25 February 2011
A digital compact disc integrated with a microfluidic device to analyse cells has been developed by scientists in the US. The disc can be inserted into a standard computer disc drive for analysis and could be used to diagnose diseases.
Gang Logan Liu and coworkers at the University of Illinois at Urbana-Champaign built a layer onto a CD that converts biological information into digital information to detect the presence of cells and their size and number. Blood cell counting and sizing are often standard medical practices in the diagnosis of diseases such as leukemia, anemia and Aids.
A lack of rapid, accurate and affordable cellular diagnostic equipment in remote areas, on battle fields and in third world countries inspired the invention, says Liu. 'By using a microfluidic powered compact disc device similar to a music CD, we can transform computers into powerful, highly sensitive and low cost cellular diagnostic equipment, so that medical workers only need a portable computer and a few CDs to diagnose diseases,' he adds.
Cells in the microfluidic channels interfere with the laser beam in a standard CD drive and cause errors in reading and decoding the digital data previously burned on the CD
The team made the device by burning an audio file consisting of a repeating sequence of binary numbers onto a CD's surface. On top of this, they added a microfluidic layer with a channel. They injected small fluid samples of cells into the channel and focused the laser beam from a CD drive onto the disc's data layer, which reads the binary code. Any particles on the layer interfere with the laser beam, interrupting the code and altering the data readout in graphs of error against time. The size of the response correlates with the cells' shape, concentration and optical density.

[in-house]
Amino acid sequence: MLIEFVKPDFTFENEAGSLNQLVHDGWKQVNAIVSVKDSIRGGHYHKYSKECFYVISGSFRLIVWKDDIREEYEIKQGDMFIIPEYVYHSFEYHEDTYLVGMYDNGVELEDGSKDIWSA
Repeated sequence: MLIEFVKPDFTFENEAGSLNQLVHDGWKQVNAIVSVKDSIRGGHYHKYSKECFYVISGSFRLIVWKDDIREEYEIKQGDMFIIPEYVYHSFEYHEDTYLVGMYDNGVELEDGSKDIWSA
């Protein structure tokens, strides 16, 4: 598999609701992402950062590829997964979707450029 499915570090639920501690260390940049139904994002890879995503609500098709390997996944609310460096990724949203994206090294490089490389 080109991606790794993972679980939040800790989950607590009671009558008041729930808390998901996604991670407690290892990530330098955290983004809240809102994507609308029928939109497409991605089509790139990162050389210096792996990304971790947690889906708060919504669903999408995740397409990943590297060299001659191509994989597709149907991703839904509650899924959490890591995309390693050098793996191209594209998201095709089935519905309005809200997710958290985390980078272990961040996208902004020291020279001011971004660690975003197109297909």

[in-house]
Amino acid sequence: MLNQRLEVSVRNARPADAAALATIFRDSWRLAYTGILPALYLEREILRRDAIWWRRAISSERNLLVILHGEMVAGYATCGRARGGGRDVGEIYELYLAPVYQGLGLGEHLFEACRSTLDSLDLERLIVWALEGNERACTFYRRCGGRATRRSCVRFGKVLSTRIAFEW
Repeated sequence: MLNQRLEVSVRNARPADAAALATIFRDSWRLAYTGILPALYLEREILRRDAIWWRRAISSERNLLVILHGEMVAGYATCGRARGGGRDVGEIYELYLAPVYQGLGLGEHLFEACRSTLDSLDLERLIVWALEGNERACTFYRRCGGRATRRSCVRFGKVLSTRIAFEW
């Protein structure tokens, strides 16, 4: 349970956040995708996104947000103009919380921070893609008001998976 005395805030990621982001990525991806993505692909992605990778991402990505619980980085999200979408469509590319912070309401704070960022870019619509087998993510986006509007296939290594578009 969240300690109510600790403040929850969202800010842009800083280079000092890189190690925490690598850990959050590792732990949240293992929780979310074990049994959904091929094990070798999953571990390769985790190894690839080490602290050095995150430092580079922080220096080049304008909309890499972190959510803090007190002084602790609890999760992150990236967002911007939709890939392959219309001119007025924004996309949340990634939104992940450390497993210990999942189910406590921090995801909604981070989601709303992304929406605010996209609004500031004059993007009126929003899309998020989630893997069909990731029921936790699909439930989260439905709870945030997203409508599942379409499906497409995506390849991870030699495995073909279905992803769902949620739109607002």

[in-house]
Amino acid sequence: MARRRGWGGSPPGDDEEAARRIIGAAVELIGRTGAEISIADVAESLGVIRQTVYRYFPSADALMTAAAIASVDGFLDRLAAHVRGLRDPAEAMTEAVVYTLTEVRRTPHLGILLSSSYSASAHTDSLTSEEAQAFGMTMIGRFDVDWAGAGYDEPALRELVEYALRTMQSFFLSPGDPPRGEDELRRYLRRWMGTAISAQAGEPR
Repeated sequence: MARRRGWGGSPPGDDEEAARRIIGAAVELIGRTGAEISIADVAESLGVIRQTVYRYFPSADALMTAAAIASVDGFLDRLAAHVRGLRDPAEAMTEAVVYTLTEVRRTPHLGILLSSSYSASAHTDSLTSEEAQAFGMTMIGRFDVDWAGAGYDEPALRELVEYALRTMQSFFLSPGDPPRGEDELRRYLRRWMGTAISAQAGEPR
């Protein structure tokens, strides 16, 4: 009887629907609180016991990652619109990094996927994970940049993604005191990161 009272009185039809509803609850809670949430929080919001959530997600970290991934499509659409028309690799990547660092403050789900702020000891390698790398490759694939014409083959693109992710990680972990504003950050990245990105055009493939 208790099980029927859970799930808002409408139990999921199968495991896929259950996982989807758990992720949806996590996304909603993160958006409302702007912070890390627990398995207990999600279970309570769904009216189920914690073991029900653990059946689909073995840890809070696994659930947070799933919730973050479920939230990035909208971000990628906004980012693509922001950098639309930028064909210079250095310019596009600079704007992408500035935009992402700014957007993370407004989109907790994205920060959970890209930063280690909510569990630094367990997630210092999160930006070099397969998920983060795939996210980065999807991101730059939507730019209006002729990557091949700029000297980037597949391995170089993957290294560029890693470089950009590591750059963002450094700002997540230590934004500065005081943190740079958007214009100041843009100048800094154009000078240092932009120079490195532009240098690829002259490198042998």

'This is the first time that anybody has demonstrated that you can use an existing CD system in a PC for cell and microparticle counting,' says Luke Lee, an expert in microfluidic cell analysis at the University of California, Berkeley, US. 'Now, with diagnostic chips, we have to figure out different detection systems and then create a new box for it. Here, a box is available and you basically adapt existing detection systems for decoding the sample through the CD detector.' Lee thinks that, in the future, the device could be used to test blood at home as a form of personalised medicine. 'We would be able to see our physiological fluctuations by looking at multiple biomarkers for, let's say, cardiac disease or cancers. We could pass on the information to our doctor, reducing the cost of healthcare and allowing patients and doctors to work together for preventive medicine.'
In the future, Liu hopes to develop the next generation of digital microfluidic compact discs to analyse biofluids such as blood and urine. He expects to face some challenges including controlling accurate optical analysis, digital information decoding and cell suspension fluid dynamics on the CD.